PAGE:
By Michael Dresser, The Baltimore Sun
4:30 PM EDT, August 6, 2013
Del. Heather Mizeur, an announced candidate for governor, urged Gov. Martin O'Malley Tuesday to launch an inquiry into the treatment of disabled people after the death of a man with Down syndrome during a confrontation with sheriff's deputies in Frederick County.
Mizeur, a Montgomery County Democrat, urged the governor to work with the General Assembly to develop policies to prevent incidents such as the one that killed 26-year-old Ethan Saylor.
Saylor died in January while being arrested by three moonlighting deputies in a theater for attempting to watch a movie for a second time without paying for a new ticket. The almost 300-pound man was asphyxiated while struggling against the deputies' efforts to handcuff him.
The case received national attention among advocates for people with Down syndrome.
An investigation by the sheriff's department cleared the deputies of criminal responsibility, and the Frederick County state's attorney declined to bring charges. Sheriff Charles A. Jenkins, a Republican who defended his deputies' actions, said last month that the U.S. Department of Justice is investigating the incident.
Mizeur told the governor she has become "increasingly frustrated" about what she called "a tragic case of dire importance."
While a press release issued by Mizeur called on O'Malley to launch "a full investigation and inquiry" into Saylor's death, the delegate's letter does not suggest reopening the criminal probe. She suggested an investigation by the Department of Health and Mental Hygiene into policies on dealing with people with intellectual and other disabilities and creation of a task force to develop statewide standards on their treatment.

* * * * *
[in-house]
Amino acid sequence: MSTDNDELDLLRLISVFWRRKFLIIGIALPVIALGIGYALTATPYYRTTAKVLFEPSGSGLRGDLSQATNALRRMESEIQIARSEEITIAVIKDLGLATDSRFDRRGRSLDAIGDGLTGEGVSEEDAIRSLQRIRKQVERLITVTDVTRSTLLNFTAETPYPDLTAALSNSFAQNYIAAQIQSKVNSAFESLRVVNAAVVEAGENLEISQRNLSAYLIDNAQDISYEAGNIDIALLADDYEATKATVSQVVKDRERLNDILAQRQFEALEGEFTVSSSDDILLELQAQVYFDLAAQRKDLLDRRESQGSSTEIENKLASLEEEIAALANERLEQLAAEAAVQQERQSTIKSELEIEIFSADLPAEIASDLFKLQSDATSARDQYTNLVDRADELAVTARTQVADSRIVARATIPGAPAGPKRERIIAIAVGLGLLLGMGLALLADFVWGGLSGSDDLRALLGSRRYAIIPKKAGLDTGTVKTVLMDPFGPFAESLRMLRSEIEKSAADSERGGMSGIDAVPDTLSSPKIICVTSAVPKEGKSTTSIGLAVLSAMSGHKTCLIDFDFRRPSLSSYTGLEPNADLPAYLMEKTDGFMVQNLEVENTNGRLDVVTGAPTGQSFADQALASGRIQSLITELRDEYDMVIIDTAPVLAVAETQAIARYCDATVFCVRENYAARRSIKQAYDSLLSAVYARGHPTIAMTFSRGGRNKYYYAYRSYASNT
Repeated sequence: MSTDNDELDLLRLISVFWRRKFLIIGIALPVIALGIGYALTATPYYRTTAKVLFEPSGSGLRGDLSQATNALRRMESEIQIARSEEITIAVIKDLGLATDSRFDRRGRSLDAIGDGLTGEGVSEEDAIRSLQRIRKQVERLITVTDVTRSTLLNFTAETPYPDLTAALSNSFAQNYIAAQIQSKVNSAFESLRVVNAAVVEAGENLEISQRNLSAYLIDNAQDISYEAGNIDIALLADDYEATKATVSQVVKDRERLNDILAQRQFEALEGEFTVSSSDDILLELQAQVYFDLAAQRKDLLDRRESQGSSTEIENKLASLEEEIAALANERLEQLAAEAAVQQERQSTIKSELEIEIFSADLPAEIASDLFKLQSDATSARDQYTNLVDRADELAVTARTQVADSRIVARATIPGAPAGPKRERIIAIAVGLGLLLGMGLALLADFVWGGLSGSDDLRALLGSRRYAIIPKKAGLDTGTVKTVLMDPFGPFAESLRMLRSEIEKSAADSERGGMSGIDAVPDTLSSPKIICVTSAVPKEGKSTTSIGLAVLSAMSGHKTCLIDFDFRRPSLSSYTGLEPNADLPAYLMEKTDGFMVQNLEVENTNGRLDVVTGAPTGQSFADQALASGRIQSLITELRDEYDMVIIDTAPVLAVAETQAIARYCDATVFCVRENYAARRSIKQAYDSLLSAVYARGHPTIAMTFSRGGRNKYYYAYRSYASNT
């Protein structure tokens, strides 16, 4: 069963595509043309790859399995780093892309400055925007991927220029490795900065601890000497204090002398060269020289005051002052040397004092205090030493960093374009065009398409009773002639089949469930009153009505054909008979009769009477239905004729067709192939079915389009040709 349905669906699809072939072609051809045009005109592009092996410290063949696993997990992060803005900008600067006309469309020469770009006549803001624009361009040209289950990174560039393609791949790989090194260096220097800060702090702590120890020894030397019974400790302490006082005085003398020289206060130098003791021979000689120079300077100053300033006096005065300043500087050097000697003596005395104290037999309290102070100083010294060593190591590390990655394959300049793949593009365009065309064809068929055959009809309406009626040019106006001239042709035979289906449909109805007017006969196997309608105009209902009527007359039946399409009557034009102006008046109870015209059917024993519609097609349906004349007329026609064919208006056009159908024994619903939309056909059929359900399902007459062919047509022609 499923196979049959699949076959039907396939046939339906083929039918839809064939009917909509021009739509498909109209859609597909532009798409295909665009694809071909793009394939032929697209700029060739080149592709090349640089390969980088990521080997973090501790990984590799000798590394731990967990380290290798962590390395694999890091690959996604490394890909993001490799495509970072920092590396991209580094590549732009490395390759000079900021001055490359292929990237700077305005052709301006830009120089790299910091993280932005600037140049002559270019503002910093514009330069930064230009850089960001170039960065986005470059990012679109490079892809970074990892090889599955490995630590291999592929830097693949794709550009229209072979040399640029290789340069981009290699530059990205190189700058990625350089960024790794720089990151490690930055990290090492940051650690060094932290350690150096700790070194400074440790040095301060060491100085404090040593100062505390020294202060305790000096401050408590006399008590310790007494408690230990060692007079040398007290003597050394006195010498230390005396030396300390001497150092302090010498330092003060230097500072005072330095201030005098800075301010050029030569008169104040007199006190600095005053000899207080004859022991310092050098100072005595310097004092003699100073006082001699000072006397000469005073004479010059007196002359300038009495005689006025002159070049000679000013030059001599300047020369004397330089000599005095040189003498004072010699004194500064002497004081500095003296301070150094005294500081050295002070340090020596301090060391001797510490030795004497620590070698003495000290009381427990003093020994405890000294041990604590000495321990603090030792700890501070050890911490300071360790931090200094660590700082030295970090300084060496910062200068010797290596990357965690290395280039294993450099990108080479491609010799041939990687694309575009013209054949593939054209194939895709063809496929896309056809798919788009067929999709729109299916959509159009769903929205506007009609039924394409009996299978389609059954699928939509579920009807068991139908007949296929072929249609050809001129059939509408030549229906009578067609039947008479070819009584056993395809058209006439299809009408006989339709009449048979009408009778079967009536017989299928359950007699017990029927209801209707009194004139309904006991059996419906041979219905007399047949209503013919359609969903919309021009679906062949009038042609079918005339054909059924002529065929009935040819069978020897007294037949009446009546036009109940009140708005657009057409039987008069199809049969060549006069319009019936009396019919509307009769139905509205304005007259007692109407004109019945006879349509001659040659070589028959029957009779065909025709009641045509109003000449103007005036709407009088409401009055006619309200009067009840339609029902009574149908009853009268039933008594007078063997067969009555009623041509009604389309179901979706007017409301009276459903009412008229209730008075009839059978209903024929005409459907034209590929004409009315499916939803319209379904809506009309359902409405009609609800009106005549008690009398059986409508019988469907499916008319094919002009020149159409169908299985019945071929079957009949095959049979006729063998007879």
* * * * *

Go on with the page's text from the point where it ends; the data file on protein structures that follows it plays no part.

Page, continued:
"Ethan Saylor’s death was entirely preventable, and I know we have the tools at our disposal to ensure that another case like this never happens again," Mizeur wrote.
Takirra Winfield, a spokeswoman for O'Malley, said the governor and his staff are "aware of and troubled by" Saylor's death.
"We have been working with disability advocates to determine what additional steps the State can take to prevent a tragedy like this from ever happening again, including additional training for local and state law enforcement and a review of statewide policies. We welcome Delegate Mizeur's input into this process."
The governor has no constitutional power to investigate suspected crime but can direct the attorney general to launch a probe. Generally, however, a state's attorney's decision to close a case is final.
Mizeur and Lt. Gov. Anthony G. Brown are announced candidates for the Democratic nomination for governor in the June 2014 primary. Attorney General Douglas F. Gansler is expected to make his candidacy official next month.
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